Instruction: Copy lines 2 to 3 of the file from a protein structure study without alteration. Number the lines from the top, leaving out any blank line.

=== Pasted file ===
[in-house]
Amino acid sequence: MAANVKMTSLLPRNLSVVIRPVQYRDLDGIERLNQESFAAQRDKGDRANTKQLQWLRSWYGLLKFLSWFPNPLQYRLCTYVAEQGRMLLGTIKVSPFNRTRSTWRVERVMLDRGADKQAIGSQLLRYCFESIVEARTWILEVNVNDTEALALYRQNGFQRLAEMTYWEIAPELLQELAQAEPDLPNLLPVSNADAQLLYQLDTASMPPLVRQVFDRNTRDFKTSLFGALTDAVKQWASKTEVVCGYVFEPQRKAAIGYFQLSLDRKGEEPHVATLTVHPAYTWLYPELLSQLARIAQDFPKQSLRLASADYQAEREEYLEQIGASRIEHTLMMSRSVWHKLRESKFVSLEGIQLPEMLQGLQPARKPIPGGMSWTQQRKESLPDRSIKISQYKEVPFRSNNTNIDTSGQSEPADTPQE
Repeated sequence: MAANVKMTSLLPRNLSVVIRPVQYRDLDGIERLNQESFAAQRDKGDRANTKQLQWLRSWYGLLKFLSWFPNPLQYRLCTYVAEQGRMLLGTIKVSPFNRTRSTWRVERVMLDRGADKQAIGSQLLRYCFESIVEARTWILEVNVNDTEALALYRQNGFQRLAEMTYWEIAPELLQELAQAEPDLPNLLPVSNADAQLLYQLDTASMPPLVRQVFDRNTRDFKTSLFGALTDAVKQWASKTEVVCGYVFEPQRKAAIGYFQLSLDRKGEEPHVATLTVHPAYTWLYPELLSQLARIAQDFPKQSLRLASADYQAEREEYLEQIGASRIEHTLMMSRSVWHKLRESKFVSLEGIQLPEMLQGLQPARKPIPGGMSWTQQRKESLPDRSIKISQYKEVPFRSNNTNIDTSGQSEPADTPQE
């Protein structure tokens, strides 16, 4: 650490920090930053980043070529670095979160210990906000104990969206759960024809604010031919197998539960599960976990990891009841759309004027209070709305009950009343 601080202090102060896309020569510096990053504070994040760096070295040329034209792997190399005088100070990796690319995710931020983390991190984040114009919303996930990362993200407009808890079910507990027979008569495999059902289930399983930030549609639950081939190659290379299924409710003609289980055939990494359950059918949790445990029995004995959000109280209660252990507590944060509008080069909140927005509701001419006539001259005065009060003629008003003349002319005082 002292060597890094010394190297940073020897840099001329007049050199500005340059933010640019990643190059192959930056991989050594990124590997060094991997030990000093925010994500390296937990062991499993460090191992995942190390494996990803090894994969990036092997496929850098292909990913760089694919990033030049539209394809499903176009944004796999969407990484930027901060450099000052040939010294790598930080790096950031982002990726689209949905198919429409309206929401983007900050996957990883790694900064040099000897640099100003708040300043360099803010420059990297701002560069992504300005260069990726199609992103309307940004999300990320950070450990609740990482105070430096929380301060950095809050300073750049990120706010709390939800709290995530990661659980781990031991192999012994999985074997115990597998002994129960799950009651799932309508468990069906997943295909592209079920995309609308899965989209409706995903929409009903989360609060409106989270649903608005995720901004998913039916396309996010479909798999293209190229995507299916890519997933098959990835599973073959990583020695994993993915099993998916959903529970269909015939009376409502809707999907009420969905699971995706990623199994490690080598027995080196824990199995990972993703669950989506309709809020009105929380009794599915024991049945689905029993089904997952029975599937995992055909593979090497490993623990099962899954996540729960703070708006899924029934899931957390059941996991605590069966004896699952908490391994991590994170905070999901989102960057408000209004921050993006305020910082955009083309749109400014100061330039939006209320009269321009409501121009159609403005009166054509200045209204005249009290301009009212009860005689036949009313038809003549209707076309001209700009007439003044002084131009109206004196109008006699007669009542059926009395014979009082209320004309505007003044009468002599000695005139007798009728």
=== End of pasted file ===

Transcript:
Amino acid sequence: MAANVKMTSLLPRNLSVVIRPVQYRDLDGIERLNQESFAAQRDKGDRANTKQLQWLRSWYGLLKFLSWFPNPLQYRLCTYVAEQGRMLLGTIKVSPFNRTRSTWRVERVMLDRGADKQAIGSQLLRYCFESIVEARTWILEVNVNDTEALALYRQNGFQRLAEMTYWEIAPELLQELAQAEPDLPNLLPVSNADAQLLYQLDTASMPPLVRQVFDRNTRDFKTSLFGALTDAVKQWASKTEVVCGYVFEPQRKAAIGYFQLSLDRKGEEPHVATLTVHPAYTWLYPELLSQLARIAQDFPKQSLRLASADYQAEREEYLEQIGASRIEHTLMMSRSVWHKLRESKFVSLEGIQLPEMLQGLQPARKPIPGGMSWTQQRKESLPDRSIKISQYKEVPFRSNNTNIDTSGQSEPADTPQE
Repeated sequence: MAANVKMTSLLPRNLSVVIRPVQYRDLDGIERLNQESFAAQRDKGDRANTKQLQWLRSWYGLLKFLSWFPNPLQYRLCTYVAEQGRMLLGTIKVSPFNRTRSTWRVERVMLDRGADKQAIGSQLLRYCFESIVEARTWILEVNVNDTEALALYRQNGFQRLAEMTYWEIAPELLQELAQAEPDLPNLLPVSNADAQLLYQLDTASMPPLVRQVFDRNTRDFKTSLFGALTDAVKQWASKTEVVCGYVFEPQRKAAIGYFQLSLDRKGEEPHVATLTVHPAYTWLYPELLSQLARIAQDFPKQSLRLASADYQAEREEYLEQIGASRIEHTLMMSRSVWHKLRESKFVSLEGIQLPEMLQGLQPARKPIPGGMSWTQQRKESLPDRSIKISQYKEVPFRSNNTNIDTSGQSEPADTPQE